- What to Expect; Nuts During Pregnancy; Heidi Murkoff
- EurekAlert!; Consumption of Nut Products in Pregnancy Linked to Increased Asthma in Children; July 2008
- Cleveland Clinic. Fat and calories. Updated April 2019.
- Slavin J, Carlson J. Carbohydrates. Adv Nutr. 2014;(5)6:760-1. doi:10.3945/an.114.006163
- US Department of Agriculture. FoodData Central.
- Liu AG, Ford NA, Hu FB, Zelman KM, Mozaffarian D, Kris-etherton PM. A healthy approach to dietary fats: understanding the science and taking action to reduce consumer confusion. Nutr J. 2017;(16)1:53. doi:10.1186/s12937-017-0271-4
- Hever J, Cronise RJ. Plant-based nutrition for healthcare professionals: implementing diet as a primary modality in the prevention and treatment of chronic disease. J Geriatr Cardiol. 2017;(14)5:355-368. doi:10.11909/j.issn.1671-5411.2017.05.012
- Gupta RK, Gangoliya SS, Singh NK. Reduction of phytic acid and enhancement of bioavailable micronutrients in food grains. J Food Sci Technol. 2015;(52)2:676-84. doi:10.1007/s13197-013-0978-y
- Wang TY, Liu M, Portincasa P, Wang DQ. New insights into the molecular mechanism of intestinal fatty acid absorption. Eur J Clin Invest. 2013;(43)11:1203-23. doi:10.1111/eci.12161
- US National Library of Medicine. Soluble vs. insoluble fiber. Updated June 2018.
- Academy of Nutrition and Dietetics. Gluten free diet: building the grocery list. November 2018.
- Harvard Medical School. Quick-start guide to nuts and seeds. September 2019.
- Zhivagui M, Ng AWT, Ardin M, et al. Experimental and pan-cancer genome analyses reveal widespread contribution of acrylamide exposure to carcinogenesis in humans. Genome Res. 2019;(29)4:521-531. doi:10.1101/gr.242453.118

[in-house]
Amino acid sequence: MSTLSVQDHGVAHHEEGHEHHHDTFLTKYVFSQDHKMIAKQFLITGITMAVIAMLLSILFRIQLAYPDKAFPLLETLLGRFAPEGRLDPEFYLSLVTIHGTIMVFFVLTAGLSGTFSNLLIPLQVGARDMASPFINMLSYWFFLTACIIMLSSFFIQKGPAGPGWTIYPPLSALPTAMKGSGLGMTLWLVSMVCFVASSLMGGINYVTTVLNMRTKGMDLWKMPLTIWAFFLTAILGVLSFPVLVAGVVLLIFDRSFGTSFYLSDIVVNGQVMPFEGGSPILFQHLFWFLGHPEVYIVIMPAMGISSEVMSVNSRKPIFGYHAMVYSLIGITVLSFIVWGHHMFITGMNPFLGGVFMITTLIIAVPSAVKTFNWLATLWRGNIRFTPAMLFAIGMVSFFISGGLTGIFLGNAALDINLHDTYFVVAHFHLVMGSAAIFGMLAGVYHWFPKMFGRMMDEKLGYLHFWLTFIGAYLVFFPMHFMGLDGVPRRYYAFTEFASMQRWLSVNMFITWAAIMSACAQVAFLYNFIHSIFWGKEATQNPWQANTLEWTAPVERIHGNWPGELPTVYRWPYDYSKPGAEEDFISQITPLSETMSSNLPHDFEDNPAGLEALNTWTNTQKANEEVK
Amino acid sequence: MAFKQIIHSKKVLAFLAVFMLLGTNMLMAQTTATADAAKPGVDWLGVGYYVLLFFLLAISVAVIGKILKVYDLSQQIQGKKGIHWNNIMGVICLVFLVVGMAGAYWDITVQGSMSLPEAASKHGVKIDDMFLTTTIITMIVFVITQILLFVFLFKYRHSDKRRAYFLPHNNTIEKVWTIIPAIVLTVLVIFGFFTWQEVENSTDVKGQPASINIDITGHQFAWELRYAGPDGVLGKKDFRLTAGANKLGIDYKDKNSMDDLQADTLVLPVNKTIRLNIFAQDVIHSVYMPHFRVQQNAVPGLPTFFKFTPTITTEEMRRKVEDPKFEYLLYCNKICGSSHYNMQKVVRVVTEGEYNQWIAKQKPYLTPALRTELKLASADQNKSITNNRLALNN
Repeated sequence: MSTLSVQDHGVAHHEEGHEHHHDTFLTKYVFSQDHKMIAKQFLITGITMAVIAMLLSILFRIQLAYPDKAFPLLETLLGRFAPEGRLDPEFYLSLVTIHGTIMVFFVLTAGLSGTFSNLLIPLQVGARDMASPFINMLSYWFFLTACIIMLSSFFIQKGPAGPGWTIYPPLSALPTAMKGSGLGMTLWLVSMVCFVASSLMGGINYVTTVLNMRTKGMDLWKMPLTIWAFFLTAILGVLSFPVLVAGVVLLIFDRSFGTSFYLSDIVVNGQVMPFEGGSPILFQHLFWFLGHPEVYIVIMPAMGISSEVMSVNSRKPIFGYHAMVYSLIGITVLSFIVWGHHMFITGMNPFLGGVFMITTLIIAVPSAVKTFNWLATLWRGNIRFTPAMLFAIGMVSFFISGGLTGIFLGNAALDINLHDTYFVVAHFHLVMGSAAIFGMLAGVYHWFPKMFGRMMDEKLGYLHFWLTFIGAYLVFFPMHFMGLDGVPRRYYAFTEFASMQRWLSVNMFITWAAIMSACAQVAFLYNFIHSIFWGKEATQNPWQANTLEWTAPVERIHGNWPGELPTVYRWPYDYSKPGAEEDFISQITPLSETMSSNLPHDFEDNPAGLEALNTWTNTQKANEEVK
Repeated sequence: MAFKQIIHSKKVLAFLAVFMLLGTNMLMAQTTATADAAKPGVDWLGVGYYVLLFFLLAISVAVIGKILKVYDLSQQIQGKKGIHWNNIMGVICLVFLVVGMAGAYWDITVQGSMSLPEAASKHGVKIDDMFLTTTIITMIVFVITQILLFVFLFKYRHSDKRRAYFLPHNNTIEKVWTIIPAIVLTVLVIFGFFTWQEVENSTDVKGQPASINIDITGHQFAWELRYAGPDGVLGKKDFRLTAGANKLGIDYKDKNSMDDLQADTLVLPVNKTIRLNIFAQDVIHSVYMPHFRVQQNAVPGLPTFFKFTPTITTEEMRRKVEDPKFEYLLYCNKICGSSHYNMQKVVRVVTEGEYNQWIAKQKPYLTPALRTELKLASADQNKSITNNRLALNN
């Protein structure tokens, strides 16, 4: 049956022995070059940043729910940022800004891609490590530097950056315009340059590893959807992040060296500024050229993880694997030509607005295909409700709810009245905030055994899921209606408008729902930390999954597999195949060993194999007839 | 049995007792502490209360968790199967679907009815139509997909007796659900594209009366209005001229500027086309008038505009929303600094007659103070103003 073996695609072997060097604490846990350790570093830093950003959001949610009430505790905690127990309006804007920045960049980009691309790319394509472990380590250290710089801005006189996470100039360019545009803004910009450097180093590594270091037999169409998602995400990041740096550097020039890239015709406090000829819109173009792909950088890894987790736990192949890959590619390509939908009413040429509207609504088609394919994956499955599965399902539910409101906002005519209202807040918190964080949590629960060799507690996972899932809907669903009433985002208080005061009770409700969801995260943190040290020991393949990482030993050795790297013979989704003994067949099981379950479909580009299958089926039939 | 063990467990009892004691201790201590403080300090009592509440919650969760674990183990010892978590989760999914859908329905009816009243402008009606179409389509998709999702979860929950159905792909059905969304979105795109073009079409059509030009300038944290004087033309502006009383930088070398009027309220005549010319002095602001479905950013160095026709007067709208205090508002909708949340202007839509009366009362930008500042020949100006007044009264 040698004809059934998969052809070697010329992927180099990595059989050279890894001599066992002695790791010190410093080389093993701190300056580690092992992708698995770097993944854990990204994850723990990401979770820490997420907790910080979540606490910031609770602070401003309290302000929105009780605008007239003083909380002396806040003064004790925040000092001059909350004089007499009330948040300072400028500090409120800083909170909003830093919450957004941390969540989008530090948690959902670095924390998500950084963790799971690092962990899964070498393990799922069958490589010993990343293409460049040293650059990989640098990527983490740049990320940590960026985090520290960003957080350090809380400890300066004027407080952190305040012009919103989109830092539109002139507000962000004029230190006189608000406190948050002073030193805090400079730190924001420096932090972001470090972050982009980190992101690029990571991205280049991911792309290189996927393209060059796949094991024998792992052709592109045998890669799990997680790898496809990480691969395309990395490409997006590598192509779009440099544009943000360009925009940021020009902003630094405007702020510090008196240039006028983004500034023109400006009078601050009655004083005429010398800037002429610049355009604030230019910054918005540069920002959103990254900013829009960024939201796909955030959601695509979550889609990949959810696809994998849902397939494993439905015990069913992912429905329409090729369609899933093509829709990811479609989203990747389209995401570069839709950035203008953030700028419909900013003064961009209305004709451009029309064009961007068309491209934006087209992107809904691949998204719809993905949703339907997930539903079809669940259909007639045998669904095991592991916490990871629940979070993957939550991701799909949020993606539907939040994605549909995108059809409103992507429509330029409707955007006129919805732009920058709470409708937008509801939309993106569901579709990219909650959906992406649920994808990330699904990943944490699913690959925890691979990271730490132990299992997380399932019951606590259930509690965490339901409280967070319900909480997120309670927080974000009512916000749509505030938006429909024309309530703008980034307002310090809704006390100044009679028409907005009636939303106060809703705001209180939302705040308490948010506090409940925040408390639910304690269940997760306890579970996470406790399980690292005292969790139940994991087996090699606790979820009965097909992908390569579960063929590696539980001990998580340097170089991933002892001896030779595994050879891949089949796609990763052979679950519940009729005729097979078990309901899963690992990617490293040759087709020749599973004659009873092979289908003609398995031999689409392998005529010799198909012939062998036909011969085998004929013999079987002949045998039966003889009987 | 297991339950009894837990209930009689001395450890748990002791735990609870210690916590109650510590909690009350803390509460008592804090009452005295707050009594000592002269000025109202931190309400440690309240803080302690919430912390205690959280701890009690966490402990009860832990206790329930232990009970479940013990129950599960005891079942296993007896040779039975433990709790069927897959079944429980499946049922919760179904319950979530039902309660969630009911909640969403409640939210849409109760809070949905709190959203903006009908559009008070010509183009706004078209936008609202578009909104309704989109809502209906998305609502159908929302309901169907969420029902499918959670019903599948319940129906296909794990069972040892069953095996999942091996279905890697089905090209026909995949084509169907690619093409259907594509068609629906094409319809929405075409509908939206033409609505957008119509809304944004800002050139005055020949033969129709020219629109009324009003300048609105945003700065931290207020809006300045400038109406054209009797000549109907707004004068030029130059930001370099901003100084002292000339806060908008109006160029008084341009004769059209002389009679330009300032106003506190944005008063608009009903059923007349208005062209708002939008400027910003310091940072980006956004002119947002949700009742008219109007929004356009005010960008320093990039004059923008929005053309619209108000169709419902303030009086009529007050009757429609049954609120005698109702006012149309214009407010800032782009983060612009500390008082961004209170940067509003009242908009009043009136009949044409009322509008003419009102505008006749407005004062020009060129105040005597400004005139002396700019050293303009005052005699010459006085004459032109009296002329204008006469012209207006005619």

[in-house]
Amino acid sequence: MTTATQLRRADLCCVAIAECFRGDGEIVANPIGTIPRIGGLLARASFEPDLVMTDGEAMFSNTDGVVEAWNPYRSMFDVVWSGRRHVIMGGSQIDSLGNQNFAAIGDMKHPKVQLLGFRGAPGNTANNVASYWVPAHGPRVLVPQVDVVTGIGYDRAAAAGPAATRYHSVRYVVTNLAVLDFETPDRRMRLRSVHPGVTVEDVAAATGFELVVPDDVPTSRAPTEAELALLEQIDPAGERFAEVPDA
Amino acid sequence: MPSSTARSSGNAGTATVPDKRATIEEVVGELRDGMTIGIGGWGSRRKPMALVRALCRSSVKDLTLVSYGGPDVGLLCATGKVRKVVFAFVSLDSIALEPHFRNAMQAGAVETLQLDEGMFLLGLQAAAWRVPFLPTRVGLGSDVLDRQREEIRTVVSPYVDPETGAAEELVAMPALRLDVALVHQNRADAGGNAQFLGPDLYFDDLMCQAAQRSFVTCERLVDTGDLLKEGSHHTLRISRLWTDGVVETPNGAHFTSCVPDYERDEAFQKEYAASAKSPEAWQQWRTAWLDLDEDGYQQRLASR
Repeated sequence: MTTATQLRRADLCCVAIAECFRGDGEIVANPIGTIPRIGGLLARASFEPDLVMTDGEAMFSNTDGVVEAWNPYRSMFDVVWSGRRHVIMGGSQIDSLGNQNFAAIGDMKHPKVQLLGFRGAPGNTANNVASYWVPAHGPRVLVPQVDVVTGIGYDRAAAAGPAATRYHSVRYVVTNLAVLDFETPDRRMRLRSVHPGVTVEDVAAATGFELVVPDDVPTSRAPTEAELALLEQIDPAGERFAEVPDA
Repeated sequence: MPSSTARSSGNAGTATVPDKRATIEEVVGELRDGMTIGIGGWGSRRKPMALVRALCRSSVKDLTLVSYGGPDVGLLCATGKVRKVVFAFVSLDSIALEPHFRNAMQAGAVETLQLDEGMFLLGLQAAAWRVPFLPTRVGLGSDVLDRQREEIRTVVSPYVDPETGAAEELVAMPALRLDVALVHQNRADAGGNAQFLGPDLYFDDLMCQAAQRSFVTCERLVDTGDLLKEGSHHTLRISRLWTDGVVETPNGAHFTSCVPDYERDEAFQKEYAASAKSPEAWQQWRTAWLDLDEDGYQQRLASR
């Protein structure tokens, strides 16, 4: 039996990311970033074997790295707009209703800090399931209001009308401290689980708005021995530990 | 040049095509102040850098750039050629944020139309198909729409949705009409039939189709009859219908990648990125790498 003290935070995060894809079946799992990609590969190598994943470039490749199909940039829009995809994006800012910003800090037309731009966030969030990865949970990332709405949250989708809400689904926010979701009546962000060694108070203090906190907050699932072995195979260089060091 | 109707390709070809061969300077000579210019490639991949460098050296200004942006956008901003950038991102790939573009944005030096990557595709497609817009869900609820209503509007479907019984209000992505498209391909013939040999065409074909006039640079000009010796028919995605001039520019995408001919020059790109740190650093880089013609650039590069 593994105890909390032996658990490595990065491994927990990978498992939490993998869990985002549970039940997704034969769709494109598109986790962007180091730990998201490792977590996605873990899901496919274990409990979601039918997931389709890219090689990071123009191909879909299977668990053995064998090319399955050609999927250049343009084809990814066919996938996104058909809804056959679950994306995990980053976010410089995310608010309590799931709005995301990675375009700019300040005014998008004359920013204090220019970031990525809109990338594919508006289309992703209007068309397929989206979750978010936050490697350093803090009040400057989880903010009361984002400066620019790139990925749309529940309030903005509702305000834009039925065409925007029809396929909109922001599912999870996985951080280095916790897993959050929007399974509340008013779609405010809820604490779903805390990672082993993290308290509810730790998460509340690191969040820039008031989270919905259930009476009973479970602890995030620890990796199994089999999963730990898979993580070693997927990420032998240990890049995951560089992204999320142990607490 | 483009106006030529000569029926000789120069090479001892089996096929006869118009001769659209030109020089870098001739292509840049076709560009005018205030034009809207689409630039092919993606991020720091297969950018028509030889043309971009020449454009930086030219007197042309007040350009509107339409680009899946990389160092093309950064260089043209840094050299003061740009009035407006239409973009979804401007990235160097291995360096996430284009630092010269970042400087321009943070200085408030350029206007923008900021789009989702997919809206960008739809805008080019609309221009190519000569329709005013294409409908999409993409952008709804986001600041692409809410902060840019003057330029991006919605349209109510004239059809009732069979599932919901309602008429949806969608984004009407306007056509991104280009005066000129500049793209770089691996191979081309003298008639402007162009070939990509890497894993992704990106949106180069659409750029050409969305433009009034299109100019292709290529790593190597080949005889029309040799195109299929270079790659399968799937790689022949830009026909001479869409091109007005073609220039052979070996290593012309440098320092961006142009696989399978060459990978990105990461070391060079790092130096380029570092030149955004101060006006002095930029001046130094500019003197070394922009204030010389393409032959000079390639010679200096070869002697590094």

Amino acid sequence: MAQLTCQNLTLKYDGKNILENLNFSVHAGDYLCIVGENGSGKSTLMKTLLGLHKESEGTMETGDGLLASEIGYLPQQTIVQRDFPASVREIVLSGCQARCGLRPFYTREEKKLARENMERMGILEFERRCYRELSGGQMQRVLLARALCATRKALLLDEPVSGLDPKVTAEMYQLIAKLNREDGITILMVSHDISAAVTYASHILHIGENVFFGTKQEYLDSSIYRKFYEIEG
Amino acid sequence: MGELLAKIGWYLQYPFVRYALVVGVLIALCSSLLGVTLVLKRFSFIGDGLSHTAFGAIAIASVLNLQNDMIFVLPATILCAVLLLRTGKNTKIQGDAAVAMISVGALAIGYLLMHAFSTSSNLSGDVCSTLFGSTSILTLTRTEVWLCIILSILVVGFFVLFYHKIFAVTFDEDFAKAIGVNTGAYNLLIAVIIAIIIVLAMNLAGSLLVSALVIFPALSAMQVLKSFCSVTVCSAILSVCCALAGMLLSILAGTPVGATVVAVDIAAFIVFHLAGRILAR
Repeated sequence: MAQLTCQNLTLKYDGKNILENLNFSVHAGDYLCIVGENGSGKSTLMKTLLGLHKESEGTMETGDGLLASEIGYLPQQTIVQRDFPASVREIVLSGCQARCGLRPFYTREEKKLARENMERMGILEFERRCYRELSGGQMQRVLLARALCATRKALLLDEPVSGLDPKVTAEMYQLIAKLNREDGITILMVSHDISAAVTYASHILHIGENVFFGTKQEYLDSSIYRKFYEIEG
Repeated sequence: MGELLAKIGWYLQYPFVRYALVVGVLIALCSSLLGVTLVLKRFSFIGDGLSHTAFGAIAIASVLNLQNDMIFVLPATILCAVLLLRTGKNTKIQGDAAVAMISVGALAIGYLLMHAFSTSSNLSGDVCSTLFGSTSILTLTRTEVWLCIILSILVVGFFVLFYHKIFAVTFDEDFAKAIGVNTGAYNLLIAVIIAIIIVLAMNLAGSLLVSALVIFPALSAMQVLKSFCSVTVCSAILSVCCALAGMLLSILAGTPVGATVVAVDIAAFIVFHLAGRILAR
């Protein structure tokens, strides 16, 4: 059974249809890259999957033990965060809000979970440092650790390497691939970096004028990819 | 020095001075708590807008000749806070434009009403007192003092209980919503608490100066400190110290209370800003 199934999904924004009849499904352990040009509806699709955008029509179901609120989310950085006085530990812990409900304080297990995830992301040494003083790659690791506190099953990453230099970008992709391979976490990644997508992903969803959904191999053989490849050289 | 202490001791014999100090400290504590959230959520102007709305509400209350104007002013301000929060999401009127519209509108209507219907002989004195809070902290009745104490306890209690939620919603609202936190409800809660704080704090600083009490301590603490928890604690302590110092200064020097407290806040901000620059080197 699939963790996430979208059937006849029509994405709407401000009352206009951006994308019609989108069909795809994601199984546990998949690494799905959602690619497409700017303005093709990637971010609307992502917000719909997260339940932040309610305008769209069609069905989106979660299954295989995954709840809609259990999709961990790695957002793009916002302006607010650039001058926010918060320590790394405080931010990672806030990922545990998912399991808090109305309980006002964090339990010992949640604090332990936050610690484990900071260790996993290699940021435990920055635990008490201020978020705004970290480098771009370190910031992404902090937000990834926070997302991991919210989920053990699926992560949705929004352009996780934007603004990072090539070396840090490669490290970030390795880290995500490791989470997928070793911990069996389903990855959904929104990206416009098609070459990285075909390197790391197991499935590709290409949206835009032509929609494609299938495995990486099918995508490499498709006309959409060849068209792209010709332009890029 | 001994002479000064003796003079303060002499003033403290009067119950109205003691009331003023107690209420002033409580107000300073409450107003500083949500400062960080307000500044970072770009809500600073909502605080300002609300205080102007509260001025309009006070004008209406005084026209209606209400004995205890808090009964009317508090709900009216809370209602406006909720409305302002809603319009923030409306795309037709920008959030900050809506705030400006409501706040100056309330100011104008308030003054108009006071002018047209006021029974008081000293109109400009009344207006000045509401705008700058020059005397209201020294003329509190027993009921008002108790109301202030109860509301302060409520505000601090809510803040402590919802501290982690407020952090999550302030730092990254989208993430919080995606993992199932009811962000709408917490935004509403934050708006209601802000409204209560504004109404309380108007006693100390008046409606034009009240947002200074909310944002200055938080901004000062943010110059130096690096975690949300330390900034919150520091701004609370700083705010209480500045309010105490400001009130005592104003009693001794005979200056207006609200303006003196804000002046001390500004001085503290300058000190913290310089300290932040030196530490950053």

- Iweala OI, Choudhary SK, Commins SP. Food Allergy. Curr Gastroenterol Rep. 2018;(20)5:17. doi:10.1007/s11894-018-0624-y
- American College of Allergy, Asthma, and Immunology (ACAAI). Newly Issued Clinical Guidelines from the NIAID Recommend the Early Peanut Introduction, Not Avoidance. Milwaukie, Wisconsin; press release issued January 5, 2017.
- Du Toit. G.; Roberts, G.; Sayer, P. et al. Randomized Trial of Peanut Consumption in Infants at Risk for Peanut Allergy. N Engl J Med. 2015; 372:803-13. DOI: 10.1056/NEJMoa1414850.
- McMacken M, Shah S. A plant-based diet for the prevention and treatment of type 2 diabetes. Journal of Geriatric Cardiology : JGC. 2017;14(5):342-354. DOI: 10.11909/j.issn.1671-5411.2017.05.009.
- Tuso PJ, Ismail MH, Ha BP, Bartolotto C. Nutritional update for physicians: plant-based diets. Perm J. 2013;17(2):61-6. DOI: 10.7812/TPP/12-085.
- Wright, N., Wilson, L., Smith, M., Duncan, B., & McHugh, P. (2017). The BROAD study: A randomised controlled trial using a whole food plant-based diet in the community for obesity, ischaemic heart disease or diabetes. Nutrition & Diabetes, 7(3), e256–e256. DOI: 10.1038/nutd.2017.3.
- Preedy, V.; Watson, R.; and Patel, V. (2011) Nuts and Seeds in Health and Disease Prevention (1st Edition). New York: Academic Press. ISBN: 9780123756886.
Bridget Coila specializes in health, nutrition, pregnancy, pet and parenting topics. Her articles have appeared in Oxygen, American Fitness and on various websites. Coila has a Bachelor of Science in cell and molecular biology from the University of Cincinnati and more than 10 years of medical research experience.